• O9: Lieutenant Generals (Army, Marines, Air Force); Vice Admirals (Navy)
    • Three silver stars rank
  • O10: Generals (Army, Marines, Air Force); Admirals (Navy)
    • Four silver stars rank

Wartime Designations

  • Five-star general or admiral (not applicable for Marine Corps)
    • General of the Army (Army), General of the Air Force (Air Force), Fleet Admiral (Navy)

During wartime, branches may designate a five-star general or admiral. The Marine Corps does not have this army officer rank, but in the other branches, they are called Generals of the Army, Generals of the Air Force, or Fleet Admirals.

Approximate Number of US Army Officers in Each Rank:

RankNumber of Officers
O-1 Second Lieutenant8,500
O-2 First Lieutenant11,000
O-3 Captain14,000
O-4 Major10,000
O-5 Lieutenant Colonel5,500
O-6 Colonel3,000
O-7 Brigadier General400
O-8 Major General200
O-9 Lieutenant General50
O-10 General10
Number of Officers in US Army

Please note that these numbers are rough estimates based on available information and should be used for reference purposes only. The actual numbers may vary.

US Army Officer Salary Pay

The army officer salary figures above are based on 2021 rates; they don’t include any additional allowances or bonuses.

Army officer pay rates may have changed since then, and actual pay can also vary based on years of service, promotions, and cost-of-living adjustments.

Army Officers RankAbbreviationPay GradeBase Pay (2021)
Second Lieutenant2LTO-1$3,385.80
First Lieutenant1LTO-2$4,136.40
Lieutenant ColonelLTCO-5$6,942.90
Brigadier GeneralBGO-7$10,715.70
Major GeneralMGO-8$13,178.10
Lieutenant GeneralLTGO-9$16,283.70
Army Officer Pay

Army Officer Responsibilities & Duties

Today we will talk about what army officers do. We will cover the top 12 most common things and the most common duties that army officers are responsible for. So if you’re thinking about becoming an army officer or a brand new officer and wondering what you should do, this post is for you. 

I have narrowed it down to the 12 things that will take up 90 % or more of your time. First, however, remember that, as an officer, you are responsible for everything that happens and doesn’t happen in your unit. 

Army Officer Duty 1: Mission Planning

Mission planningArmy officers are responsible for mission planning, which involves coming up with operation orders, troop-leading procedures, and military decision-making processes. They focus on missions that are 30, 60, or 90 days out.

The biggest difference between an officer and an NCO is that the former is focused on the future, whereas the NCO handles the day-to-day. For example, in the business world, the officer is more like the CEO, and the NCO is more like the Vice President of Operations, who runs the day-to-day activities. The CEO determines where they want the organization to go; that’s what Army officers do. Army officers also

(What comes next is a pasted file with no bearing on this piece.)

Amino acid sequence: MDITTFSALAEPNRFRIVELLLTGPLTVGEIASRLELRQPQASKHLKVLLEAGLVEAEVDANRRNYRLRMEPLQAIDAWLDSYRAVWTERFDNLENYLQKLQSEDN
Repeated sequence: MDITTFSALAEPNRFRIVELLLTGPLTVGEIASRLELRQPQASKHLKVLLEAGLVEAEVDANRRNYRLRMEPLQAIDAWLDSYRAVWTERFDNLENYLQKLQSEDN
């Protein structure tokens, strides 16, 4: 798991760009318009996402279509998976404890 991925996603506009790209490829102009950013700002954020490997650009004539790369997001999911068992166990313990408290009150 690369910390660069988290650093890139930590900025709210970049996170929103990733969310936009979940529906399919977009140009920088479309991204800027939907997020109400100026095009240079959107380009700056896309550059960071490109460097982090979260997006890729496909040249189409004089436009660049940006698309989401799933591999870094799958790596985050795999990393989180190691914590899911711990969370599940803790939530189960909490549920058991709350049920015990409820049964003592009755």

• Plan missions
  • Come up with operation orders.
  • Go through the troop-leading procedures of the military decision-making process, 
  • They are focused on missions that are 30, 60, or 90 days out. 

When Army officers get a mission or a task from a higher headquarters, they formulate a plan for their unit, whether they are generals or brand-new lieutenants. They are coming up with a plan for our platoon; they are the mission-planning experts in their platoon.

In summary, this army officer’s duty means they come up with the plans, the NCOs supervise those plans, and the soldiers execute those plans. 

Army Officer Duty 2: Collective Training

Collective trainingArmy officers ensure that their unit is proficient in collective tasks, which involve tasks that groups such as squads, fire teams, platoons, or companies do as a whole.

In the army, you have individual training in shooting, moving, and communicating. The NCOs are in charge of that. Then you have collective training. Collective training is a task that we do as groups. It could be what a squad, a fire team, a platoon, or a company does as a whole. It’s their wartime mission. It is what they do as a complete organization. 

For example, there is a soldier named Johnny who is shooting, and another guy is moving, but they’re all working together, which is their collective task. 

Army officers have a duty to ensure their unit is proficient in their collective tasks. Each organization lists collective tasks based on its mission and what unit it is; an army officer is responsible for ensuring their unit is trained in those tasks.